A smoker is a person who is currently under control of a drug, constantly administering dose after dose, with every single puff, dozens to maybe hundreds of times a day. And with that active drug, nicotine, they are also talking in 40 carcinogens (cancer producing chemicals), four thousand other chemicals, hundreds of them poisonous (Arsenic, hydrogen cyanide, carbon monoxide, formaldehyde, just to name a few.) They are increasing their risks of some of the most debilitating and fatal diseases known to man. They smell perpetually bad, they are social outcasts while actively practicing their drug delivery system.
Yes ex-smoker may not sound perfect, but active smoker is a horrible thing to have to admit to and experience. To keep your current status of whatever you want to call it, and never be caught again in the deadly way of life of a smoker, remember...never take another puff!
Apr 15 11 2:35 PM
Apr 17 11 2:38 PM
Rajan,Congratulations on 2 months. I have felt so many things you have expressed in your last few posts. The post where you say you are "rambling" is not that at all - and a very important entry to have written. I just hit 3& 1/2 months, and every week feel a new, or different sense of freedom. This is quite a journey of learning about ourselves. I encourage you to speak with your doctor about all symptoms you are having or feeling. I had some fluctuations after quitting, and had to get my meds adjusted by my doctor last month. The adjustment was very successful, and working well for me now. What Joel writes is so true about talking openly with your doctor. I enjoy reading what you write. You "speak to yourself" in a way that is fascinating.I look forward to congratulating you on Bronze!Lisaquit 1-1-11 and smiling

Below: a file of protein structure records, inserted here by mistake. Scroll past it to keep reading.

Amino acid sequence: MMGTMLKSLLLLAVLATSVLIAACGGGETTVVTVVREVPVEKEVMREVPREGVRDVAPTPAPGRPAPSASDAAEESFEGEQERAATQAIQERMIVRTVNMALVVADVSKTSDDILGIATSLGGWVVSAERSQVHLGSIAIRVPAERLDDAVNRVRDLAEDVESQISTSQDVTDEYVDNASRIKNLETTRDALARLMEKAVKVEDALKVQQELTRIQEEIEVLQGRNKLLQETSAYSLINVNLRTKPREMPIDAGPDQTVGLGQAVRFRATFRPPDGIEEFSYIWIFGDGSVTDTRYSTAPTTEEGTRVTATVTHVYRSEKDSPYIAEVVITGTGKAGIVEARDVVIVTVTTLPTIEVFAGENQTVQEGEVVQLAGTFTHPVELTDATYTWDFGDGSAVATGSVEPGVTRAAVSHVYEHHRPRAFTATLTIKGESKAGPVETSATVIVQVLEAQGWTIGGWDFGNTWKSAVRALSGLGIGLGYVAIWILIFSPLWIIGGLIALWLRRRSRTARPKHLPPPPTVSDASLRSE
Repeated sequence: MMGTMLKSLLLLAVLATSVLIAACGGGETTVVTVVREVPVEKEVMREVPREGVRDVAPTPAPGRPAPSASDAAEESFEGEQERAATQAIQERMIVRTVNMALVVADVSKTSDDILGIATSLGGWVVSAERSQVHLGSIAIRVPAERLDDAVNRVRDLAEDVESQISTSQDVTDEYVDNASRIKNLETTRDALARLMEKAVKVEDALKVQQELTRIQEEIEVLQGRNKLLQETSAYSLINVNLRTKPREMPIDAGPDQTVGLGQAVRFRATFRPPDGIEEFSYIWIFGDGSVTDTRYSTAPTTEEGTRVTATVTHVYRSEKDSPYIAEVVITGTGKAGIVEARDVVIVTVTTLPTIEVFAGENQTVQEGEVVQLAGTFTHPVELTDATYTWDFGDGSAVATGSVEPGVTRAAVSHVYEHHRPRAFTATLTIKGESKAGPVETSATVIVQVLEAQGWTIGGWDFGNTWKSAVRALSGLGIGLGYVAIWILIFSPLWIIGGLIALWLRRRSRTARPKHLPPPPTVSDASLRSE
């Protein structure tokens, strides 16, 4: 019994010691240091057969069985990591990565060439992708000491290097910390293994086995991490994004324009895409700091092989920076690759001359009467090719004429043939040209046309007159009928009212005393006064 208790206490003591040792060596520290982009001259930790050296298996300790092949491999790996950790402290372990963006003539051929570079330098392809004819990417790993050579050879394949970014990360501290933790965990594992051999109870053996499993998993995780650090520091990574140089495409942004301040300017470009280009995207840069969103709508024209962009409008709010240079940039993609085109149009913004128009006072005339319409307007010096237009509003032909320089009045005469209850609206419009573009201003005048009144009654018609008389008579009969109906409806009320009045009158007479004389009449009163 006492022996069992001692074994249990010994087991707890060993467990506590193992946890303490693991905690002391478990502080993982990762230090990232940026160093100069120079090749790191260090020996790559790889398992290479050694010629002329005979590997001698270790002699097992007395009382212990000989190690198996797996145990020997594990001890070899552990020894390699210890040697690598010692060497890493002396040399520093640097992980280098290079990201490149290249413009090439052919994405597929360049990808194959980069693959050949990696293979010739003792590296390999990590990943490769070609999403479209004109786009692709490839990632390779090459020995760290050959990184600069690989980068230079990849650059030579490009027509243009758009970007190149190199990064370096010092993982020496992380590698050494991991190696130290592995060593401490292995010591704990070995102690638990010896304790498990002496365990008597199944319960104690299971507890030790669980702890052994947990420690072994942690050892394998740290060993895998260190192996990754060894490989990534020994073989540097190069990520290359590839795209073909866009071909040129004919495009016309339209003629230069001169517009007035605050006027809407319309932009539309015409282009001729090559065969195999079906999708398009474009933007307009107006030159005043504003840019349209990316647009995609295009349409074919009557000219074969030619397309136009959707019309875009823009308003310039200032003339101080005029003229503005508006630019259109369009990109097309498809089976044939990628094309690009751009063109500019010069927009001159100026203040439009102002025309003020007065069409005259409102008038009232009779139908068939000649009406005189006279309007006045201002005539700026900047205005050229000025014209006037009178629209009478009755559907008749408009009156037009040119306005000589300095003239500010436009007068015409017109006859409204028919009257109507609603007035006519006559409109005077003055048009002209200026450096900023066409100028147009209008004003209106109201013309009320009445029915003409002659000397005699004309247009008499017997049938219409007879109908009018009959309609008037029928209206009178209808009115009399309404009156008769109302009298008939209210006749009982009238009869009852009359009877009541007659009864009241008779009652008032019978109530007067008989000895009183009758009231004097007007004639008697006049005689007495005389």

May 11 11 5:08 AM
I came across this great post. I can so much relate to it! Posting it to my diary so that I can go back to very easily.http://ffn.yuku.com/topic/11812Recently had a setback of a kind. We had a annual party at my workplace. Amongst other things, there would have been a lot of drinks and smokers. Since I quit, I have attended two such parties and did not smoke. However this time, I was not very sure of myself. (It was strange but within my heart, I was not sure if I could keep my resolve). Finally I went along with my gut feel and skipped the party. I hope that this is the last time, I end up doing something like this.Rajan
May 11 11 5:12 AM
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Aug 14 11 7:42 AM
This afternoon, the quit meter in my PC showed following
I have been quit for 6 Months, 6 hours, 29 minutes and 56 seconds (181 days). I have saved $10,876.23 by not smoking 1,087 cigarettes. I have saved 3 Days, 18 hours and 35 minutes of my life. My Quit Date: 2/14/2011 10:30 AM
Time really flies! I can't believe that I am past 6 month mark which seemed so distant and so tough! Looking at where I am now, the early troubles seem totally worth!
Aug 15 11 8:47 AM
Aug 15 11 10:25 AM
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Sep 14 11 2:23 PM
Thanks a ton for the kind words. I quick smoking on 14th Feb 2011 and journey so fas has been possible because of the community. Those who quit before me and encouraged me to stay the course and those peers who helped me realize that I am not alone. As I have said several times, these forums have been major difference between my earlier quits and now.
Sep 15 11 9:28 AM